Unquarantined Grief

If a novelist were to have his protagonist reading Camus’ The Plague mere hours before learning that his wife has cancer, the irony would be cheap, a postmodernist Henny Youngman joke. Yet I was indeed reading The Plague on the day I learned that Margaret, my wife, had two brain tumors.

It was not entirely by coincidence that I was rereading a novel I’d first read at eighteen, when my father was dying from cancer, and read again when I was thirty and my donation of a kidney failed to save my sister’s life. It sounds morbid to sum up events this way, but it hadn’t felt like that. After the deadly contagion in fictional Oran fades, and the quarantine is lifted, the doctor-narrator of The Plague marvels at how quickly survivors resume their old outlook; in my case, my sister had been dead only a few weeks when I slipped back into the comfortable shoes of my old life, and Death once again became a character in stories about other families. I didn’t reopen The Plague until Margaret became ill.

Assessing symptoms that included fatigue, headaches, and failing memory, her doctor gradually ruled out this or that possible cause and tentatively concluded that she had chronic fatigue syndrome. Margaret no longer possessed the energy—or the eyesight—for reading, and it was an optometrist who finally convinced the doctor to order the scan that revealed the tumors. Most likely, an earlier scan would have made little difference—and regardless, I don’t blame anyone for her bad luck. I have no inclination to pick a fight with God, either.

Whenever I do desire to blame, I recall the priest in The Plague who blames the victims for their fate, pronouncing the plague a divine punishment for the sins of Adam and Eve. And whenever I am seeking escape, such as when drinking too much alcohol, I remember the journalist in The Plague who tries to cajole and bribe his way out of the quarantine. I haven’t finished my third reading of The Plague, leaving it shut since that morning when Margaret and I sat in the doctor’s office and heard the word tumors, and I felt like Adam learning that never again would we eat from the tree of life.

Mortality is less intellectually newsworthy and more emotionally troublesome to me now than when I was eighteen or thirty years old. I don’t mean mine; I mean the mortality of my loved ones, for without them the temporal limits of my life seem to matter not at all. One afternoon while Margaret dozed on the couch, her head resting on my shoulder, it struck me, as I thought about my closed copy of The Plague, that just as Hannah Arendt has made it banal to say that evil is banal, the existentialists have made it absurd to dwell on absurdity. The third chapter in Genesis fails to convince me that we must die because of sin, but at least it attempts an answer. What is this enemy against which Camus urges our struggle?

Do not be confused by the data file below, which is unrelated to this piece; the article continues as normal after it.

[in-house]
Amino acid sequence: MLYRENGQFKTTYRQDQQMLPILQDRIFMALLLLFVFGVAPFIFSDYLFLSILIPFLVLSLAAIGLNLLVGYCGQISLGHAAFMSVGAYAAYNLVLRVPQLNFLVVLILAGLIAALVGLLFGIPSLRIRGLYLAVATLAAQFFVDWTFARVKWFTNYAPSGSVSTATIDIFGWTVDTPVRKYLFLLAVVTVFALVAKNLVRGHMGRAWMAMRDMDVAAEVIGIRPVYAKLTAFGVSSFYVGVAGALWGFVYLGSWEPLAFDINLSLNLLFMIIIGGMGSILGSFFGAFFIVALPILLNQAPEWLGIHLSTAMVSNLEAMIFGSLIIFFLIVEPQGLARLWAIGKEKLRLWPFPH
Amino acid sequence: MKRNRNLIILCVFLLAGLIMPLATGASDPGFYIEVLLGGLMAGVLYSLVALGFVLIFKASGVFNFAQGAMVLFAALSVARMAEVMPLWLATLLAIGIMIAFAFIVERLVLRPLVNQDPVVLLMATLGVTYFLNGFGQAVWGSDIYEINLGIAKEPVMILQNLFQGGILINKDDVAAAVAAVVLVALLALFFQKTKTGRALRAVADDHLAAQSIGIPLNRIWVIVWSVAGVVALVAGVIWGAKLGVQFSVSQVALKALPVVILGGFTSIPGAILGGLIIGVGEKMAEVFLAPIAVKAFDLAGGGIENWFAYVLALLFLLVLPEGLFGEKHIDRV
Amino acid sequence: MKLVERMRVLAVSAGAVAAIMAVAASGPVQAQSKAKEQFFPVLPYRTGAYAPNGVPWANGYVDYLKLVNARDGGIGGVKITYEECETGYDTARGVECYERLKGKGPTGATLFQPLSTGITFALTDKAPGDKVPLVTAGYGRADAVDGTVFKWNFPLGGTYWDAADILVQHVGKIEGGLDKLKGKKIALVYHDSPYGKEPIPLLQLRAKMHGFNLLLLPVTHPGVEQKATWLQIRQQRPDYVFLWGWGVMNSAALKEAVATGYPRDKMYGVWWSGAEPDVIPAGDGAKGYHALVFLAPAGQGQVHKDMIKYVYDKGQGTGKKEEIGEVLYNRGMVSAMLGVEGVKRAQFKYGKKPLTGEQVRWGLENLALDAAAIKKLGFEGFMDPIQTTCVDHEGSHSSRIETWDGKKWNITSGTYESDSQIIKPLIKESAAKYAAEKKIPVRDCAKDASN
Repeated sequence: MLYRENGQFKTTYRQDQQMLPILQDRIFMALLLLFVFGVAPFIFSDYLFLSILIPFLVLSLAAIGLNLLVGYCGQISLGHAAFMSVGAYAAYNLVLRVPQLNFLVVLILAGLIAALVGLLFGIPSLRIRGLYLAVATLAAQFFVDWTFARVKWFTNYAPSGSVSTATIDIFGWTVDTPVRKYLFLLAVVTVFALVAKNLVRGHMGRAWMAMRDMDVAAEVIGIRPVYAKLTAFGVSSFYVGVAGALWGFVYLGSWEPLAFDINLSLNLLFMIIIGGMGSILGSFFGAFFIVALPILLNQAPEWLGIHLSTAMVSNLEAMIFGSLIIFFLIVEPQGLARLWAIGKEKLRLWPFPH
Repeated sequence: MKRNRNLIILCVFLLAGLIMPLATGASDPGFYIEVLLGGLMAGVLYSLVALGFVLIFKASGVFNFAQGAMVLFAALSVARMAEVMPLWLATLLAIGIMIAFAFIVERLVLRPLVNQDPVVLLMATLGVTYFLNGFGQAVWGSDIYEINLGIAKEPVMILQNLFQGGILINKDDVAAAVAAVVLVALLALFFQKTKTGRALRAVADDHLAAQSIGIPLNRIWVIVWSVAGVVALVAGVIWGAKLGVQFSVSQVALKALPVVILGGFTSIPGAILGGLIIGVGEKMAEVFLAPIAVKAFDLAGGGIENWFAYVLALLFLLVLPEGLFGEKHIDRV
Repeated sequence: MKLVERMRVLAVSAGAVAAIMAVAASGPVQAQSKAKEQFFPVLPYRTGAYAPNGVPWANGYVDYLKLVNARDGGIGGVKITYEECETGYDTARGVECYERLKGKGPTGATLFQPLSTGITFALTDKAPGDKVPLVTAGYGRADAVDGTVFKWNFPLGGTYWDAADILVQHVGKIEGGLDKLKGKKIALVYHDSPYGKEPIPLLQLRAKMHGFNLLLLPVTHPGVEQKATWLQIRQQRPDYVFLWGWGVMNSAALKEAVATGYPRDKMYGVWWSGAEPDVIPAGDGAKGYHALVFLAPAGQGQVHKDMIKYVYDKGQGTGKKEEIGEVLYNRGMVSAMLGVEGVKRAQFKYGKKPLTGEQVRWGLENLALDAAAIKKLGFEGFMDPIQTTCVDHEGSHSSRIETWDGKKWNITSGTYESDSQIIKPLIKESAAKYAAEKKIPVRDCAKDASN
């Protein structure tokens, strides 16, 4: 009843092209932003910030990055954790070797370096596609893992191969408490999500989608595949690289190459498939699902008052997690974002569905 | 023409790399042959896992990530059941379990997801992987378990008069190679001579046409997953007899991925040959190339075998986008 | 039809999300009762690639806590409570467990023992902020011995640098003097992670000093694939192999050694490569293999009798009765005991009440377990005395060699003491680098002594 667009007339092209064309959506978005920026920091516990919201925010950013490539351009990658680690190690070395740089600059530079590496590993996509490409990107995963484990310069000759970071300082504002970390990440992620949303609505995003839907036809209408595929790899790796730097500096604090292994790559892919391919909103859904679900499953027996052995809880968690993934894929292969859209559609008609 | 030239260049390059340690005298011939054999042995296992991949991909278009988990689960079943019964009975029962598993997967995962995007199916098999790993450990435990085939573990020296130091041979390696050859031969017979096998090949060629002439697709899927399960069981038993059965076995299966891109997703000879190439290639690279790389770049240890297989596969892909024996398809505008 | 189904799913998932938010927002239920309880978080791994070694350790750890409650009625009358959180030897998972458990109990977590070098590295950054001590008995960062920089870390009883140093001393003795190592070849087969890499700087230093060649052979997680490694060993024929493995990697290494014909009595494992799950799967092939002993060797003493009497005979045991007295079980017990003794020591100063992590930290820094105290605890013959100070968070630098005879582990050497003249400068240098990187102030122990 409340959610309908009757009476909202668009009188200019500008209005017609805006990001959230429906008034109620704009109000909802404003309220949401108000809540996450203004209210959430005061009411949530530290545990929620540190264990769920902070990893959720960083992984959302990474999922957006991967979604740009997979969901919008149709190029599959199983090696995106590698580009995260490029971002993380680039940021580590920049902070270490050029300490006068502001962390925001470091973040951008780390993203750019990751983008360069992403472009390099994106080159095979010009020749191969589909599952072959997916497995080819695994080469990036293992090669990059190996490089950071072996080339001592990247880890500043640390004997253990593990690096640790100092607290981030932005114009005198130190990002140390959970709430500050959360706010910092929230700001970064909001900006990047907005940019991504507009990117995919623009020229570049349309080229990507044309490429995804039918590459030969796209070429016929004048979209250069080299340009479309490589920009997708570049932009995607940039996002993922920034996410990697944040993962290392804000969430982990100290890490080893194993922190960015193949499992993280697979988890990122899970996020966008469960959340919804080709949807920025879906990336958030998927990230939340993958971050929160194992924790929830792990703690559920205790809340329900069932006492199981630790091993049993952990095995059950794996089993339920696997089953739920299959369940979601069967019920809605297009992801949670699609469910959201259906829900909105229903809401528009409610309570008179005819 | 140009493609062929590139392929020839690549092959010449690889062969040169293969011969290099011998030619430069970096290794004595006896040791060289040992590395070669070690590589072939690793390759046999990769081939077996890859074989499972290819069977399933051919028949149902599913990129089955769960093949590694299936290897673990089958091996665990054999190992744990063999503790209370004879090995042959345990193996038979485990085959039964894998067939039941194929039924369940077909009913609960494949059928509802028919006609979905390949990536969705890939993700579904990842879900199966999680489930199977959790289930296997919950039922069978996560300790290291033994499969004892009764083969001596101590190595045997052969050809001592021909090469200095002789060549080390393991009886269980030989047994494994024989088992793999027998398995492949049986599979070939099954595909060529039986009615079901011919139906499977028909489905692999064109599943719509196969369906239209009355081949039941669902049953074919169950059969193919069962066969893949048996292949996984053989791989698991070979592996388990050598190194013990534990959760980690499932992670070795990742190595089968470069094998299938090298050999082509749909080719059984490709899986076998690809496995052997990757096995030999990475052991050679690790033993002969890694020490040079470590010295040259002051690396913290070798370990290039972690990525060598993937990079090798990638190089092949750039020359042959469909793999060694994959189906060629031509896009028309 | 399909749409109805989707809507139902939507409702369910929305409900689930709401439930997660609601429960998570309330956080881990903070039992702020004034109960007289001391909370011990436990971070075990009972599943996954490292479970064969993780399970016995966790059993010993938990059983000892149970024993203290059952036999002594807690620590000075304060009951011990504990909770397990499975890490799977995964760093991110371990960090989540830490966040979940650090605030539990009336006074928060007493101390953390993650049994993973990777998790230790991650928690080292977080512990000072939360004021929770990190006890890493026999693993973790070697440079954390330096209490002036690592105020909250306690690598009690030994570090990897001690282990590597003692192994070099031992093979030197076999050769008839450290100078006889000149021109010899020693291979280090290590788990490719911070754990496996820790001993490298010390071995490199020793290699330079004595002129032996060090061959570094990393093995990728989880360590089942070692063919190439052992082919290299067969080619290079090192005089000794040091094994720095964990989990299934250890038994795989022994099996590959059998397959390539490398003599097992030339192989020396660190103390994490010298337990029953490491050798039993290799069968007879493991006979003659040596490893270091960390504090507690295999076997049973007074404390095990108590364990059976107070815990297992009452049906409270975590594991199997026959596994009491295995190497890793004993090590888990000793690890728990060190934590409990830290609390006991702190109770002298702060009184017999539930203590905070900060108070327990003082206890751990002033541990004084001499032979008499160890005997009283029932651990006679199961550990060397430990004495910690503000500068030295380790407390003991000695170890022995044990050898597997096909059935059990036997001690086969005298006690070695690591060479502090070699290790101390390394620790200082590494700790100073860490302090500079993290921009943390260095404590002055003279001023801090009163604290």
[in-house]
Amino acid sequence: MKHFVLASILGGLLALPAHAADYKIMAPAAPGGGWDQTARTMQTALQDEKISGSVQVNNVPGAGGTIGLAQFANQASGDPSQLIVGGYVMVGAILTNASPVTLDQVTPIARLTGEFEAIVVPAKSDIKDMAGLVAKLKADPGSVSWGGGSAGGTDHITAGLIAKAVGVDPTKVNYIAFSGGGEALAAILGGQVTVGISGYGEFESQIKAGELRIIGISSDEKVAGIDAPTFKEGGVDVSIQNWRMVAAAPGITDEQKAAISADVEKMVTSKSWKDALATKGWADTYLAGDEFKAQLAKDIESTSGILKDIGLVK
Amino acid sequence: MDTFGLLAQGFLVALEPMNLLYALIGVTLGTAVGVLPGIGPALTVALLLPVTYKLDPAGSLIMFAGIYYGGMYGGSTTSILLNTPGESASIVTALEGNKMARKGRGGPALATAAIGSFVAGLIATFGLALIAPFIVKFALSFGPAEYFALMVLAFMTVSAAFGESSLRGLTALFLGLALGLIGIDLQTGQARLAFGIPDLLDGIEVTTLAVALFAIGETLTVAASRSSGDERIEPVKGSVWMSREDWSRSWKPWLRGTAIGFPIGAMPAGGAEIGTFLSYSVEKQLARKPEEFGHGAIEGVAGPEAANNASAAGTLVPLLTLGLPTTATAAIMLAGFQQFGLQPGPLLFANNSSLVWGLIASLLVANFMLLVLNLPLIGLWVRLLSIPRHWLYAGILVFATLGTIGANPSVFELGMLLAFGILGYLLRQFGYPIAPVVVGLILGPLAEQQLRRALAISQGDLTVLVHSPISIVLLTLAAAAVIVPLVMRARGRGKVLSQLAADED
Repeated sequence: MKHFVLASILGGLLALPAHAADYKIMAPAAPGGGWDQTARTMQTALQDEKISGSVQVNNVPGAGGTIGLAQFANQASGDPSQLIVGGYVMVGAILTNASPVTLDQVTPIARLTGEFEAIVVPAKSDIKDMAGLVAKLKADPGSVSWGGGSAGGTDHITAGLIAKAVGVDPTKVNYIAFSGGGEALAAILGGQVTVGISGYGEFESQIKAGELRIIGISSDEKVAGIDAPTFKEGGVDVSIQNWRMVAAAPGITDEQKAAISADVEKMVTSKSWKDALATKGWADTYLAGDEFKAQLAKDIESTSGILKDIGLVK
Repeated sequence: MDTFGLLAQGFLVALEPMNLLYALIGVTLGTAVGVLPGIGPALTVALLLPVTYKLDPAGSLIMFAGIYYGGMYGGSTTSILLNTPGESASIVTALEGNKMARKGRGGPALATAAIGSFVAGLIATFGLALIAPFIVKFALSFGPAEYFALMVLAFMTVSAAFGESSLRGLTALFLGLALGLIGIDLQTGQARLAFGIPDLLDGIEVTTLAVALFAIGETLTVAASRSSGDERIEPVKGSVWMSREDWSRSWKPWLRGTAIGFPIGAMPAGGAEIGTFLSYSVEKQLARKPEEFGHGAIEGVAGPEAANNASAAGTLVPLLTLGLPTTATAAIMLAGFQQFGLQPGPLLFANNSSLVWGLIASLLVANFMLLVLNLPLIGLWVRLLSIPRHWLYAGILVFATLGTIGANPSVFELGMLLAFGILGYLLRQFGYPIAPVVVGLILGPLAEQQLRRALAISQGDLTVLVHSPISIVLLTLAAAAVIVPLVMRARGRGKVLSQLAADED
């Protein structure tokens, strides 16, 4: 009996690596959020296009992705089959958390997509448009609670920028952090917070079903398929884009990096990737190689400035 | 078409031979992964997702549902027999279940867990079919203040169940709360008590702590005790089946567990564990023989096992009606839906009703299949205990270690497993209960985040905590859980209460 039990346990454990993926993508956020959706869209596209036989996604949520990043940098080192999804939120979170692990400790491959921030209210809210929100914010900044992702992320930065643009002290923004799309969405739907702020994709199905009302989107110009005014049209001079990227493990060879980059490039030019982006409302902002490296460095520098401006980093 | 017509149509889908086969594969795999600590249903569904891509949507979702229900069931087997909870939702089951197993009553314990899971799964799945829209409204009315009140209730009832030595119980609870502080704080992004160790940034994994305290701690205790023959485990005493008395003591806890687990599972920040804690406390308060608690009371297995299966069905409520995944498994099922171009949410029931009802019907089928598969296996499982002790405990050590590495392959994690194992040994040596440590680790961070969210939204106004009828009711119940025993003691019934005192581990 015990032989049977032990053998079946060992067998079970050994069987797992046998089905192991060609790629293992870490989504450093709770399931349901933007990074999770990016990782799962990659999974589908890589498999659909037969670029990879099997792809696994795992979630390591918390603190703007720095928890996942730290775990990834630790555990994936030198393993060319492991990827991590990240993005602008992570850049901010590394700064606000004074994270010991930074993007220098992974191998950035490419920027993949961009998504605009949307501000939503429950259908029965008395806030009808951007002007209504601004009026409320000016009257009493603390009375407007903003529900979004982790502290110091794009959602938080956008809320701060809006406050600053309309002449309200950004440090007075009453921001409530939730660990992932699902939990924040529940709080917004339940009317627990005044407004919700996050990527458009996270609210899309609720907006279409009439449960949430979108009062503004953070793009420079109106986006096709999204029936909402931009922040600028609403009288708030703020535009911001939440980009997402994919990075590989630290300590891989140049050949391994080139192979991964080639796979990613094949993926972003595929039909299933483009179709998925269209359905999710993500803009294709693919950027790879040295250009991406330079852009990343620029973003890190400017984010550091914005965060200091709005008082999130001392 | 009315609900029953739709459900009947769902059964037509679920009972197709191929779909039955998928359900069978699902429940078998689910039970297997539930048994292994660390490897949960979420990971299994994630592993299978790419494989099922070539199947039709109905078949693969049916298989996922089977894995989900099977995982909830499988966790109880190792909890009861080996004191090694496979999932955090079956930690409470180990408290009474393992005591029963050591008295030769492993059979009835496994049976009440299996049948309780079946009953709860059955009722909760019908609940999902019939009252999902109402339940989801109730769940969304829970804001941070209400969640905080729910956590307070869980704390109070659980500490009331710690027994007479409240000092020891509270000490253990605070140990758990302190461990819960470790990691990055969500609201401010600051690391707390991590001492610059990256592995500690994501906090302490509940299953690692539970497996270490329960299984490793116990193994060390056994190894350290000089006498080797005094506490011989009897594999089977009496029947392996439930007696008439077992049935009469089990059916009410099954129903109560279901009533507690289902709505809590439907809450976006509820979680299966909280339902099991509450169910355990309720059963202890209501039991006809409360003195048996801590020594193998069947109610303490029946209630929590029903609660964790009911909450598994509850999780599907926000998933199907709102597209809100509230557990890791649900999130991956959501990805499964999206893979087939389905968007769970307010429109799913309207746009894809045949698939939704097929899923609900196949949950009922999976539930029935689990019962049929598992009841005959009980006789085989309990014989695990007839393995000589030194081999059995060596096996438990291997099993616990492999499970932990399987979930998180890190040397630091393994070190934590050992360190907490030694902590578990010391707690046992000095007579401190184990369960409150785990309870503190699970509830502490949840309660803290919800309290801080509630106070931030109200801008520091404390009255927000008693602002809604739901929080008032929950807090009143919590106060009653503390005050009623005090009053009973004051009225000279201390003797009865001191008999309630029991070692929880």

The Plague is as lovely as that butterfly in the graveyard near the end of James Agee’s autobiographical novel A Death in the Family. Yet I lack the courage to finish it. Margaret is braver than her husband, which should be unsurprising to anyone even abstractly aware that women have endured everything that men have ever endured, while also enduring men. I got a tiny hint of her determination when, on our first date, I learned that she had read those long, long Russian novels that intimidated me. They still do. Margaret has shed very few tears about her health and so far has expressed but one fear. “If I live,” she said to me one night in the darkness in bed, “I hope I have my eyesight when my grandchildren are born. Those beautiful, beautiful babies.”

I teach and tutor in a scholarship program for underprivileged students at a small Catholic university where most of the faculty and staff do their jobs in a manner befitting the Franciscan tradition. At the start of the fall semester, a week after Margaret’s scan, I was walking up the hallway to my office when a student fell in step with me and asked how my summer had been. Her summer, I’d heard, had involved finding a place for her homeless father and siblings to live.

Caught off guard, I said, “Not good. Not good.”

“I know,” she said quietly. “I heard.” And then she reached over and touched my right wrist with her left hand. “It’ll be okay, Mr. Phillips.”

I suppressed an urge to slip my hand into hers for a moment, because of course others in the hallway might have supposed something repugnant, failing to recognize Lady Beatrice in modern American garb, helping a lost soul up a bedeviling path.

Published in the 2012-09-14 issue: 

Mark Phillips lives in Ischua, New York. His essay here is excerpted from his collection Love and Hate in the Heartland: Dispatches from Forgotten America forthcoming from Skyhorse Publishing in April.

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